The Alien Nation of Roger Rabbit.
The year 1988 saw the release of some of my favorite science fiction and fantasy films such as Beetlejuice, Short Circuit 2, Cocoon 2, the much underrated Willow, the magnificent Big, of course, Who Frame Roger Rabbit and Alien Nation.
Short Circuit, Roger Rabbit, and Big have an obvious connections to Steven Spielberg since he was executive producer on some and his sister – which whom he was supposed to have collaborated on a second project that has yet to materialize – wrote Big.
Yet for years, I have wondered about the similarities between Whom Framed Roger Rabbit and Alien Nation, and wondered if Spielberg and his associates once had options on Alien Nation, and later unconsciously duplicated it in the guise of Roger Rabbit. This is possible since Spielberg had worked previously with some of the creative people behind Alien Nation.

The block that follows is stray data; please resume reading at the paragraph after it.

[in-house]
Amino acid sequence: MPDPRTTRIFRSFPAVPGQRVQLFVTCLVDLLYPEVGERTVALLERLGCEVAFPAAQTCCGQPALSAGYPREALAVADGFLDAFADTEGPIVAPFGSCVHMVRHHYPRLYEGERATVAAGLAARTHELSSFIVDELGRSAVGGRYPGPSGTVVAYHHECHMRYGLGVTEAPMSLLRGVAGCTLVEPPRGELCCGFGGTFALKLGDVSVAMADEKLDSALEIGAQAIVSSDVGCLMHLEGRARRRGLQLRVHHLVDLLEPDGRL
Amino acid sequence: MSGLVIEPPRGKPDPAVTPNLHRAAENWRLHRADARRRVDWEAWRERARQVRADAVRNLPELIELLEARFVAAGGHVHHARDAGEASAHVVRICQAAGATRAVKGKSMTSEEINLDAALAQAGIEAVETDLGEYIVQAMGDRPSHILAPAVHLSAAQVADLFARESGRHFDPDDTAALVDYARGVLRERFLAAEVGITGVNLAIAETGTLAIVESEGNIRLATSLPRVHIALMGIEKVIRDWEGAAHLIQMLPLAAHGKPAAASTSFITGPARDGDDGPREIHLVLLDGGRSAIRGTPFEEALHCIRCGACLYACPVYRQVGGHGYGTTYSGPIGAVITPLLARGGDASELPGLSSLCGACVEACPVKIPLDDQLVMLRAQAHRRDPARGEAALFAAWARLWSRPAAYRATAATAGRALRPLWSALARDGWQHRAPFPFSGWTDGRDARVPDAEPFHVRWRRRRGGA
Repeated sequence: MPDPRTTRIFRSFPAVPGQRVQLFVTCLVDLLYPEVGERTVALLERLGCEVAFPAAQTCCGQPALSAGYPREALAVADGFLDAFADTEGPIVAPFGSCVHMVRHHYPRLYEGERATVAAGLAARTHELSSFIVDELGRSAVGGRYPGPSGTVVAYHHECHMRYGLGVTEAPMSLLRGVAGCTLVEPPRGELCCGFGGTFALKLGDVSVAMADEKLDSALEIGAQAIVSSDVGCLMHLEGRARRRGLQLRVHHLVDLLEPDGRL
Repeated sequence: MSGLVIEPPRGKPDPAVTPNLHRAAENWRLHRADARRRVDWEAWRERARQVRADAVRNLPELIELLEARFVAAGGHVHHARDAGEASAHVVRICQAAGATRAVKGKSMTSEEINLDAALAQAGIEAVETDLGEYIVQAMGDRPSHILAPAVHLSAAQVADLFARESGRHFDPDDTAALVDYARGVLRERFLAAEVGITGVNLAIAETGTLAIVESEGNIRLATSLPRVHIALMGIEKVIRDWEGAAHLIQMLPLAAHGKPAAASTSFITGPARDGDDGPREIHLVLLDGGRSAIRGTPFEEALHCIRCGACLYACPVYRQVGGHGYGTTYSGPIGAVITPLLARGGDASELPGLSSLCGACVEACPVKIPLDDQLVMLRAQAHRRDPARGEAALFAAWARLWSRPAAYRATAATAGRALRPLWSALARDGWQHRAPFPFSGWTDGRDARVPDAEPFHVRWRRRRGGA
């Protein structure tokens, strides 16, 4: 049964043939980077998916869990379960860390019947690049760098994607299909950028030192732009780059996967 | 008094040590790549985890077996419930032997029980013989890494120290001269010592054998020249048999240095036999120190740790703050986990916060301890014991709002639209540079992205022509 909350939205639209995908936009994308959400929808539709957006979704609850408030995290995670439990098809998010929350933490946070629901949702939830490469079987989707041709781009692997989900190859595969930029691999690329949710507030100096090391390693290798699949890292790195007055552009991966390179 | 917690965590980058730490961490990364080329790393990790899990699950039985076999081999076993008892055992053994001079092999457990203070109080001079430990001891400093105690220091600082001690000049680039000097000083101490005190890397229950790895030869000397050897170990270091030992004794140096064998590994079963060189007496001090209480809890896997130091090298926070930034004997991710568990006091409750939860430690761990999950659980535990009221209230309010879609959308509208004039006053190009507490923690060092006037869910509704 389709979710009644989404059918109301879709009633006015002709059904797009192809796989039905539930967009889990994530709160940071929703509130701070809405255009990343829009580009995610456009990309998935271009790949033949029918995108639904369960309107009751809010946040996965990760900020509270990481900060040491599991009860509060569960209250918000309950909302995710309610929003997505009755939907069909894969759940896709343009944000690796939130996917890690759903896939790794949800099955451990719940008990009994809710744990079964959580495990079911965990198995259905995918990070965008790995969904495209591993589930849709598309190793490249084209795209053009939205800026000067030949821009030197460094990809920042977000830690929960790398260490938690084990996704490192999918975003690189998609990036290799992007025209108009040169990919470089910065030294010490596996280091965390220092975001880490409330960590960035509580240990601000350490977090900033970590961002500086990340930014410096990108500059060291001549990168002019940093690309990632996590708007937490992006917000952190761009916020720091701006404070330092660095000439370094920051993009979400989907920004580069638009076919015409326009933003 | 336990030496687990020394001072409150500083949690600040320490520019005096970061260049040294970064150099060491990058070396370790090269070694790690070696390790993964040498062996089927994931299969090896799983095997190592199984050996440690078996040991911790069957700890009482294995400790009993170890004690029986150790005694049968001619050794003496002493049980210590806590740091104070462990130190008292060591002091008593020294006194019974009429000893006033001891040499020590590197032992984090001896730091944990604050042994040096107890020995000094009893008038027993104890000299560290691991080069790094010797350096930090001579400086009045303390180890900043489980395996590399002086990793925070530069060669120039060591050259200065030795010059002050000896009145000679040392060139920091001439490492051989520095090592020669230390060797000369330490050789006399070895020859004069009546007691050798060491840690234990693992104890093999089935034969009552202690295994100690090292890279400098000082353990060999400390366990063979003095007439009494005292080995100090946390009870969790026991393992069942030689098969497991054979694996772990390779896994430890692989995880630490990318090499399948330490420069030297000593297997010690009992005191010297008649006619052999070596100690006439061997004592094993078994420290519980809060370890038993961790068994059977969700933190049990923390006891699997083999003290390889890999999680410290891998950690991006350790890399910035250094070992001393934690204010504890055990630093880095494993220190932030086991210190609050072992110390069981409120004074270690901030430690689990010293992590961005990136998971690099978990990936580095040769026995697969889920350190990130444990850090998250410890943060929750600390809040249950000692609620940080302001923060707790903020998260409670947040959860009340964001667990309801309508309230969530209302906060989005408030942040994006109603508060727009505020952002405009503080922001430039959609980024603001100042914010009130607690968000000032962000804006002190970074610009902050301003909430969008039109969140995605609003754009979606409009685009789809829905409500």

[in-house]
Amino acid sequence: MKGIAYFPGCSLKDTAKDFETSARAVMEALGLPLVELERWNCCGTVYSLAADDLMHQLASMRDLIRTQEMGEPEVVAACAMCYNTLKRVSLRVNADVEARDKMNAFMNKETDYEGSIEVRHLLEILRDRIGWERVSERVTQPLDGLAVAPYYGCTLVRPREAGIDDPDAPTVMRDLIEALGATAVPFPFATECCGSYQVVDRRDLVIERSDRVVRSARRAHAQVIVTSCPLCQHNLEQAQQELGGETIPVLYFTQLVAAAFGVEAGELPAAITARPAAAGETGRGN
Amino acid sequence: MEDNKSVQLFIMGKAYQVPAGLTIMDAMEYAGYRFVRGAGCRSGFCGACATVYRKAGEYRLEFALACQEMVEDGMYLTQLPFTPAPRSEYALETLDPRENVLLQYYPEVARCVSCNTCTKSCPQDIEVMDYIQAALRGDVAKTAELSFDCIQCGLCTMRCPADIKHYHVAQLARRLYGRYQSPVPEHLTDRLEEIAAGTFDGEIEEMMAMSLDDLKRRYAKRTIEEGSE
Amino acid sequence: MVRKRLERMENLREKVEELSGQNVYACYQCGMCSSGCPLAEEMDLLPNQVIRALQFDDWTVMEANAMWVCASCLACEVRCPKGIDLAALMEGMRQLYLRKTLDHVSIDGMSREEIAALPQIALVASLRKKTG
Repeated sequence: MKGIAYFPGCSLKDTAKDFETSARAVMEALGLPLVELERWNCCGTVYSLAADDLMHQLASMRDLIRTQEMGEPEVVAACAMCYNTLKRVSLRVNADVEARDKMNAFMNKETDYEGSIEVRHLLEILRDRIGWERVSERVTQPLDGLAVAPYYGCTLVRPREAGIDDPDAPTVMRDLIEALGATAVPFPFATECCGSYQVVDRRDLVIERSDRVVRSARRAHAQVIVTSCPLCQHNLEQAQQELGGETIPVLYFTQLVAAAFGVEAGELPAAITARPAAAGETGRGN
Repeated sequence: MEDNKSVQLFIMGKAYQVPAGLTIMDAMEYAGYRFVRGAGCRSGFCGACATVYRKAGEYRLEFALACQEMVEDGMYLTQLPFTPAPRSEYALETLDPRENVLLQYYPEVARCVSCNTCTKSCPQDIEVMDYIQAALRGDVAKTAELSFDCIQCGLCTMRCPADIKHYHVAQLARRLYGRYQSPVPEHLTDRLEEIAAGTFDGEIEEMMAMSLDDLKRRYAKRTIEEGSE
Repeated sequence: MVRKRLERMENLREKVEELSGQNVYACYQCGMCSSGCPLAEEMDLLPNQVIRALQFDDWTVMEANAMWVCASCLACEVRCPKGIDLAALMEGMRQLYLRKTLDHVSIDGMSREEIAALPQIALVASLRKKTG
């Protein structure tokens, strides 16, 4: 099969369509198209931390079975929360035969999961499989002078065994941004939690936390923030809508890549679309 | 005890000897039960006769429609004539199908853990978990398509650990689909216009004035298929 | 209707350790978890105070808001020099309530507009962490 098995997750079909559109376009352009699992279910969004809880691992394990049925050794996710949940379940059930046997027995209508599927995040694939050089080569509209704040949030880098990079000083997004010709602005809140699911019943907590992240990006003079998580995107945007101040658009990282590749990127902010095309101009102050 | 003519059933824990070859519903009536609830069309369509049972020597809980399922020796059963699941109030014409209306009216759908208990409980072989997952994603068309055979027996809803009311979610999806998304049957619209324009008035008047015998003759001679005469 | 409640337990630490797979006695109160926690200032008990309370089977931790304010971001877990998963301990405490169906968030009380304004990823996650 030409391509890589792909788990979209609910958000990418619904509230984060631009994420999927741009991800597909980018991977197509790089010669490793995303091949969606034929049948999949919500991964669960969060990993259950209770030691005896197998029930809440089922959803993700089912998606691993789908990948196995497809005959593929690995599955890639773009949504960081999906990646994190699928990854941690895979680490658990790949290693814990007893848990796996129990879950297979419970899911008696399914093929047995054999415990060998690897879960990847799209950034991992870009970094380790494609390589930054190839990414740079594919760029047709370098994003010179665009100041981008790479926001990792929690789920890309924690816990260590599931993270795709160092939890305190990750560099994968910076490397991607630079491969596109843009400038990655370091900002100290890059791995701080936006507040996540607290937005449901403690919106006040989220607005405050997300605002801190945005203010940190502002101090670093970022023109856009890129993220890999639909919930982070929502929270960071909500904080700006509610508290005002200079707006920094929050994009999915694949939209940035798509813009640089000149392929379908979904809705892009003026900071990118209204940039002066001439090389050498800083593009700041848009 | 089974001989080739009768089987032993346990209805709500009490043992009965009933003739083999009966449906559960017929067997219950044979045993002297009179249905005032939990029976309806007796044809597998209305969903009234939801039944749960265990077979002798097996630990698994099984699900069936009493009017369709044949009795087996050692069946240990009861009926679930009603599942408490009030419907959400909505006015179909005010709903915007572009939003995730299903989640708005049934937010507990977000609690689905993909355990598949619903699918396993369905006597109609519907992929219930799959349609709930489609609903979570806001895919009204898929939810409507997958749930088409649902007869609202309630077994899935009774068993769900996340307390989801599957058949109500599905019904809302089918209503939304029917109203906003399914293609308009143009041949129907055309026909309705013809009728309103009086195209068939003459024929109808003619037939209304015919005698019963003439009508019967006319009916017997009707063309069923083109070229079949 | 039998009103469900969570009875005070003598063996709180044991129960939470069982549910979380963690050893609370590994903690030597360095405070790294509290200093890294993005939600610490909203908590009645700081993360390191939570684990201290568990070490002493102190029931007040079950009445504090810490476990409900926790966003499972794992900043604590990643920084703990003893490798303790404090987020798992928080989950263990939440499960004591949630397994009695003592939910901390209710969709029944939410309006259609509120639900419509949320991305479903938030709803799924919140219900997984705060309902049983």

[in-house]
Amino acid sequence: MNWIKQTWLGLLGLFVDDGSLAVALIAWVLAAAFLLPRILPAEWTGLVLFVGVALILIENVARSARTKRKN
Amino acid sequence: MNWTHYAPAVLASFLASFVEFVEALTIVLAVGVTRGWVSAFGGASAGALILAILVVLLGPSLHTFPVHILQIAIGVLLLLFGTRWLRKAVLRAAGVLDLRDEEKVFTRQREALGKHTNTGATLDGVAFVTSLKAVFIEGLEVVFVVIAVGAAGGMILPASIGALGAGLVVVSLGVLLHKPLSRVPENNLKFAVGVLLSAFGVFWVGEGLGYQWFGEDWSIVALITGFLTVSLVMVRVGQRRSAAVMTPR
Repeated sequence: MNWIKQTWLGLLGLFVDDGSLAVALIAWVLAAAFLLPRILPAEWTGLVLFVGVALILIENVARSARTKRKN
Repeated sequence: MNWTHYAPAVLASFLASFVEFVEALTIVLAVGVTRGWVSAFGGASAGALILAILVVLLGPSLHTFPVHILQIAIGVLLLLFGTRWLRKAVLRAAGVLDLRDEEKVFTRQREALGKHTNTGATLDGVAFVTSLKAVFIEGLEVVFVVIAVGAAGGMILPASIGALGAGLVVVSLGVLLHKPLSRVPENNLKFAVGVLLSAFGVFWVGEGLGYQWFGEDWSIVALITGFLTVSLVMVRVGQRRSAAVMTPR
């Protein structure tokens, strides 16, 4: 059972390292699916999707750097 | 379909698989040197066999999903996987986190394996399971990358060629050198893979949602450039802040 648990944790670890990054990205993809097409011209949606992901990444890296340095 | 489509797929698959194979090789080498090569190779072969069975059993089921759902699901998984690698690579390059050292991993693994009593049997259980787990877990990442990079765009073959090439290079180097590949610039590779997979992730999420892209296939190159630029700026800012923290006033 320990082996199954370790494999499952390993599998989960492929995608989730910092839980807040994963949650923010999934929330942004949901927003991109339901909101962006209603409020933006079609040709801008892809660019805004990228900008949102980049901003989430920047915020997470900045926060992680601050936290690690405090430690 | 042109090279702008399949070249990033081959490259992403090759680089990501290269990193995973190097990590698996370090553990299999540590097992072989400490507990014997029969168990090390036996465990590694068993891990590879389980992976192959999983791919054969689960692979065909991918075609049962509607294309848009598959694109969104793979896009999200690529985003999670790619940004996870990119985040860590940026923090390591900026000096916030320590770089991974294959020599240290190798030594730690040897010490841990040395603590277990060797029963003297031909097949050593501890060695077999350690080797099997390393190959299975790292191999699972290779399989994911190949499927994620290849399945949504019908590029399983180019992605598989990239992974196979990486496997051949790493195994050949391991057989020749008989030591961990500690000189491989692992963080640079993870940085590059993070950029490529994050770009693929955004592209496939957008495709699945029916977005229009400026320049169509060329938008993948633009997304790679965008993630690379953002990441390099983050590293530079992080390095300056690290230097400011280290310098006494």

The slick technological marvels pulled off in Roger Rabbit diverts attention in some ways away from the fact that the film deals with many of the same significant social issues raised in Alien Nation – and raises a few of its own not evident in the more obvious social commentary in Alien Nation – such as the conspiracy of industry to undermine the public transportation system in order to benefit private interests (one of the elements of Fascism in which government ceases to benefit the public good but the industrial elite).
Like Alien Nation, Roger Rabbit delves into aspects of racism – although because of the seemingly lighter mood the film produces we did not get the same immediate impact that Alien Nation gives us.
Both films present us with a Los Angeles where races mingle although both have something akin to the predominantly black ghetto of the 1960s or the Jewish ghettos of the 1930s.
It is very easy to translate “slagtown” of Alien Nation into Watts of the 1960s and “toontown” into the Polish ghetto of 1939.